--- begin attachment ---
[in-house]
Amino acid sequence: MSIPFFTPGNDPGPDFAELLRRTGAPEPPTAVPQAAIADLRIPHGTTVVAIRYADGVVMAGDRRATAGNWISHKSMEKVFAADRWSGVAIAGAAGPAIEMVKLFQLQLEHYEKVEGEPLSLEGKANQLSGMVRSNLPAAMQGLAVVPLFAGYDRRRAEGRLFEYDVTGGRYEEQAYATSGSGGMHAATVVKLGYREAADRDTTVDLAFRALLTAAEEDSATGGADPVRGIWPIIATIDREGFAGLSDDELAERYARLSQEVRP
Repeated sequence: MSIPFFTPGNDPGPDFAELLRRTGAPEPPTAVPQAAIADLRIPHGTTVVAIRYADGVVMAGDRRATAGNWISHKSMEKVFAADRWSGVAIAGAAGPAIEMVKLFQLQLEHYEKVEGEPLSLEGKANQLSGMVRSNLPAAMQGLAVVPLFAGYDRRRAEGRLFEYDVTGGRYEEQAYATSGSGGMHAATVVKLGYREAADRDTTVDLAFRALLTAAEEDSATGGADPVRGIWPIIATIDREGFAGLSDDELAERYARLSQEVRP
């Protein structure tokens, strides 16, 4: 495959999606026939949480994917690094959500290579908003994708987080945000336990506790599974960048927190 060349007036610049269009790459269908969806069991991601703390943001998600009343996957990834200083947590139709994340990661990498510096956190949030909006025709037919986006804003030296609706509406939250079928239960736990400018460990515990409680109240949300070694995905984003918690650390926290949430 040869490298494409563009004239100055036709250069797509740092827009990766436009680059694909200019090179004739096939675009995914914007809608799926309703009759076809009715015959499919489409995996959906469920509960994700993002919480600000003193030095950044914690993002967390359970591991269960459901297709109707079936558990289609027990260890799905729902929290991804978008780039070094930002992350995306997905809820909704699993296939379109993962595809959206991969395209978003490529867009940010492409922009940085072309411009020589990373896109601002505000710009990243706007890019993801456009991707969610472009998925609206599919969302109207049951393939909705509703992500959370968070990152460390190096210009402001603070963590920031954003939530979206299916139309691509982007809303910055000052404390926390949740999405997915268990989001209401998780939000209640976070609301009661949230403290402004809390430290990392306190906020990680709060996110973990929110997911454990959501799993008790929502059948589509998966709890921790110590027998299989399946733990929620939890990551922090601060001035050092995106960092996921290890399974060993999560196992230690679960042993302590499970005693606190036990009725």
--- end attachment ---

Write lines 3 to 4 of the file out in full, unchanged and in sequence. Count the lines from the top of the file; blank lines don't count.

Repeated sequence: MSIPFFTPGNDPGPDFAELLRRTGAPEPPTAVPQAAIADLRIPHGTTVVAIRYADGVVMAGDRRATAGNWISHKSMEKVFAADRWSGVAIAGAAGPAIEMVKLFQLQLEHYEKVEGEPLSLEGKANQLSGMVRSNLPAAMQGLAVVPLFAGYDRRRAEGRLFEYDVTGGRYEEQAYATSGSGGMHAATVVKLGYREAADRDTTVDLAFRALLTAAEEDSATGGADPVRGIWPIIATIDREGFAGLSDDELAERYARLSQEVRP
């Protein structure tokens, strides 16, 4: 495959999606026939949480994917690094959500290579908003994708987080945000336990506790599974960048927190 060349007036610049269009790459269908969806069991991601703390943001998600009343996957990834200083947590139709994340990661990498510096956190949030909006025709037919986006804003030296609706509406939250079928239960736990400018460990515990409680109240949300070694995905984003918690650390926290949430 040869490298494409563009004239100055036709250069797509740092827009990766436009680059694909200019090179004739096939675009995914914007809608799926309703009759076809009715015959499919489409995996959906469920509960994700993002919480600000003193030095950044914690993002967390359970591991269960459901297709109707079936558990289609027990260890799905729902929290991804978008780039070094930002992350995306997905809820909704699993296939379109993962595809959206991969395209978003490529867009940010492409922009940085072309411009020589990373896109601002505000710009990243706007890019993801456009991707969610472009998925609206599919969302109207049951393939909705509703992500959370968070990152460390190096210009402001603070963590920031954003939530979206299916139309691509982007809303910055000052404390926390949740999405997915268990989001209401998780939000209640976070609301009661949230403290402004809390430290990392306190906020990680709060996110973990929110997911454990959501799993008790929502059948589509998966709890921790110590027998299989399946733990929620939890990551922090601060001035050092995106960092996921290890399974060993999560196992230690679960042993302590499970005693606190036990009725």